The CHARTER Alliance consortium met from 5-7 July for the first in person General Meeting in Vienna. Under the theme “CHARTER: Reaching out to the heritage community”, this meeting aimed to identify gaps and needs in cultural heritage labour market and consequences for the education and training sector through a series of presentations and break-out sessions; have a mid-term assessment of the ecosystem model of cultural heritage proposed by WP2 and its new developments; present hypotheses and preliminary conclusions arising from the year and a half of intensive work.
The importance of reaching out to the wider cultural heritage community in Europe underpinned the overall theme of the meeting. The third day was open to external cultural heritage stakeholders and was mainly dedicated to external views and positions.
The first day opened with welcoming speeches by Johan F. Hartle (Rector of the Academy of Fine Arts Vienna), Wolfgang Baatz (WP3 Leader, Academy of Fine Arts Vienna) and Lluís Bonet (Coordinator, University of Barcelona).
In order to contextualise our meeting, the first session was structured around cultural heritage in Austria. The panel was joined by many key stakeholders on this particular ecosystem: Sabine Haag (Kunsthistorisches Museum Vienna), Ulrike Herbig (Icomos Austria), Hannah Leodolter (Federal Ministry for Arts, Culture and Sports), Manfred Matzka (ICOMOS Austria – WG on Law and Monument Protection), Beate Sipek (Association of Austrian Conservators-Restorers), Christoph Tinzl (Federal Monuments Authority Austria). We were able to learn about legal framework, monument protection, federal & regional competences and responsibilities, working processes, preventive monitoring, etc. Each stakeholder shared their priorities and challenges for their own organisation or field of work.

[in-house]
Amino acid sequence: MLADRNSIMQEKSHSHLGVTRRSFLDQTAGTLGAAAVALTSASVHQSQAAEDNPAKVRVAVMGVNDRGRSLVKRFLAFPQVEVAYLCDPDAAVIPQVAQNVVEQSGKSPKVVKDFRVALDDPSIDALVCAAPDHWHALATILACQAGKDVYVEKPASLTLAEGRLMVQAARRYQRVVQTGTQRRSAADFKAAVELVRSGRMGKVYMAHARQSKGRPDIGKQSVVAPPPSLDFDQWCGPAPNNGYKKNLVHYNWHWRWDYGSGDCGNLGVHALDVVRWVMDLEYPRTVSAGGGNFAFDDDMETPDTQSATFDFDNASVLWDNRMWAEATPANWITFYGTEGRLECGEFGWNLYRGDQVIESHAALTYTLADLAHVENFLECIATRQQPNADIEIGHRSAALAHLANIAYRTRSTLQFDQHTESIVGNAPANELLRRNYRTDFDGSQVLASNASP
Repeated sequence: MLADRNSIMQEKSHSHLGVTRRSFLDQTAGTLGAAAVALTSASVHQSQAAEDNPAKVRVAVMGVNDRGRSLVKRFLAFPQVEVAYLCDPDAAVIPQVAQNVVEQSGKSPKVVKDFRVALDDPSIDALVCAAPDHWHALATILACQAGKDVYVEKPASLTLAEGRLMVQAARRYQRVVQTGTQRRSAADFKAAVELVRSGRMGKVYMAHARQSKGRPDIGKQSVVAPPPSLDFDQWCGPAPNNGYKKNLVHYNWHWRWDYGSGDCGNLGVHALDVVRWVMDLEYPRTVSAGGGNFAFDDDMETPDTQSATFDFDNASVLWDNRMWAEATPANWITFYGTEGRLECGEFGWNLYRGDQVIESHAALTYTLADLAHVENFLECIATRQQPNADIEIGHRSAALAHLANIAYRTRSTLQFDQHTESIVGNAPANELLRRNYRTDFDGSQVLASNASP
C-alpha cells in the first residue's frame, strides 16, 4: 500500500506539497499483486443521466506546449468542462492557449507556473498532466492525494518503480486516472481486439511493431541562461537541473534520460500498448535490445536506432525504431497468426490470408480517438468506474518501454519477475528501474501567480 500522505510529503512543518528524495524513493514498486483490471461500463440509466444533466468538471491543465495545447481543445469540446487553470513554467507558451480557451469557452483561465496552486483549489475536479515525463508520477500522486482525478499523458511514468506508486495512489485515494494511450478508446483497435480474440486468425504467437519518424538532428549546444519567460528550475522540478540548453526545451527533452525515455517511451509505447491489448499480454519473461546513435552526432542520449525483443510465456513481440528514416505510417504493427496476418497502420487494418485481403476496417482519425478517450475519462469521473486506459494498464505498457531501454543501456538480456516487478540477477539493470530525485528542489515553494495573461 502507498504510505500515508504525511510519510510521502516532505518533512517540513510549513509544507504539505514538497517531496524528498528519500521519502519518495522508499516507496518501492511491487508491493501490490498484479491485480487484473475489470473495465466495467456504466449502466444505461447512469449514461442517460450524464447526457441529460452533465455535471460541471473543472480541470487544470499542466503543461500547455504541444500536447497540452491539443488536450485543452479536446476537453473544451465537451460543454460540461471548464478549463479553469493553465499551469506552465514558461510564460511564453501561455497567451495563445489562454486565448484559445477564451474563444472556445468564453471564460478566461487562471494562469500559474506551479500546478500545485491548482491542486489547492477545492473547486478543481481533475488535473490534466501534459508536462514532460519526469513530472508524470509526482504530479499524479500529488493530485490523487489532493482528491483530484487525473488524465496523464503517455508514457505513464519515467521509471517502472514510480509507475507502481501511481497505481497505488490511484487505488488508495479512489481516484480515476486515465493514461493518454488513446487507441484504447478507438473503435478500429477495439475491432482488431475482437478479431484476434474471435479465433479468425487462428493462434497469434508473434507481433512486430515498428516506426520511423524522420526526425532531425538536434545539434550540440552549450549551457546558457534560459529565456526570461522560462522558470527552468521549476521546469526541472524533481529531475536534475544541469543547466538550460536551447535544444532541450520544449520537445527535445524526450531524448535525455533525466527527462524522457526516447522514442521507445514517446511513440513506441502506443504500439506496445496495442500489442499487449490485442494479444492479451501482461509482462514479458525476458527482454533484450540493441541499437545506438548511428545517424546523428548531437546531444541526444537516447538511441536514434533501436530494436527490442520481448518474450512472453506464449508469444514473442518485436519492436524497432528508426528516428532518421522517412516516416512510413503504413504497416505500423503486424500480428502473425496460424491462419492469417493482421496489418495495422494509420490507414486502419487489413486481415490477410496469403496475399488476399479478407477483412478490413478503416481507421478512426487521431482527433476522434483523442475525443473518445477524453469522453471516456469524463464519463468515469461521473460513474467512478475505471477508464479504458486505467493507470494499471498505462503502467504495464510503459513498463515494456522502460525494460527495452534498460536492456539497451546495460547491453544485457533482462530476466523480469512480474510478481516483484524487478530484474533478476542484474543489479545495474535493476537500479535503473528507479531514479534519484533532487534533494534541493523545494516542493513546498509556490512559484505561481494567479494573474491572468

WP2 (Strategic analysis of cultural heritage competences and occupational profiles) concentrated the next sessions. The group introduced their ecosystem model mid-term assessment. Bosse Lagerqvist (ICOMOS) and Susan Corr (The Heritage Council), explained in detail all the process carried out by the group in relation to the model and its function, as well as its new developments. The group has now integrated the cultural heritage (CH) functions into a spiderweb matrix where competences profiles can be mapped, also in correspondence with the EQF.